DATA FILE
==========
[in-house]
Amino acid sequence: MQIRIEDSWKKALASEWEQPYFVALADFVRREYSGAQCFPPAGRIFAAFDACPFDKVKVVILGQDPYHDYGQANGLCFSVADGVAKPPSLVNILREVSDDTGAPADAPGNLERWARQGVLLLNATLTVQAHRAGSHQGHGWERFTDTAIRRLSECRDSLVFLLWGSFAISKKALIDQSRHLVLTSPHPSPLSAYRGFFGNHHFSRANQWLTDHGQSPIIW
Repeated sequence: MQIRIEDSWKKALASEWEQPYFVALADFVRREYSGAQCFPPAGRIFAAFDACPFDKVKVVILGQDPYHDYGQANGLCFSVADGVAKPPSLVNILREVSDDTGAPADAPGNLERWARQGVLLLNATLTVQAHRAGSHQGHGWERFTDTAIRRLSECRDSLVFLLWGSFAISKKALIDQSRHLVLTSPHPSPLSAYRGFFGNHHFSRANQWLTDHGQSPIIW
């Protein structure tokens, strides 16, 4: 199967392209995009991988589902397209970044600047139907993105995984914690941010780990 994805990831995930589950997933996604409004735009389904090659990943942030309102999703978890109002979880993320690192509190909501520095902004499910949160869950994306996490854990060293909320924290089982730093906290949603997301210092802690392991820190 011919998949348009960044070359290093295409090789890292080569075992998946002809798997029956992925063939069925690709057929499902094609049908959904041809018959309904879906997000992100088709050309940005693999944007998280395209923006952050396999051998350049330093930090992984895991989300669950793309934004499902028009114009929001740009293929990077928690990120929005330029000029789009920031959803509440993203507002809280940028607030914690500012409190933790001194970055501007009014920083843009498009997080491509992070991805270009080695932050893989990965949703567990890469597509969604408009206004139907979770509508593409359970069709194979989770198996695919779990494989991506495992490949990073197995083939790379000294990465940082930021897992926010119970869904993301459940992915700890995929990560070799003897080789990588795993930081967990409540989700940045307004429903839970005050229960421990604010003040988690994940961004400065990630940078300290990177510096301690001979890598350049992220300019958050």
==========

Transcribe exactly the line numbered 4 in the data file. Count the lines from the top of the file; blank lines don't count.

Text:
């Protein structure tokens, strides 16, 4: 199967392209995009991988589902397209970044600047139907993105995984914690941010780990 994805990831995930589950997933996604409004735009389904090659990943942030309102999703978890109002979880993320690192509190909501520095902004499910949160869950994306996490854990060293909320924290089982730093906290949603997301210092802690392991820190 011919998949348009960044070359290093295409090789890292080569075992998946002809798997029956992925063939069925690709057929499902094609049908959904041809018959309904879906997000992100088709050309940005693999944007998280395209923006952050396999051998350049330093930090992984895991989300669950793309934004499902028009114009929001740009293929990077928690990120929005330029000029789009920031959803509440993203507002809280940028607030914690500012409190933790001194970055501007009014920083843009498009997080491509992070991805270009080695932050893989990965949703567990890469597509969604408009206004139907979770509508593409359970069709194979989770198996695919779990494989991506495992490949990073197995083939790379000294990465940082930021897992926010119970869904993301459940992915700890995929990560070799003897080789990588795993930081967990409540989700940045307004429903839970005050229960421990604010003040988690994940961004400065990630940078300290990177510096301690001979890598350049992220300019958050």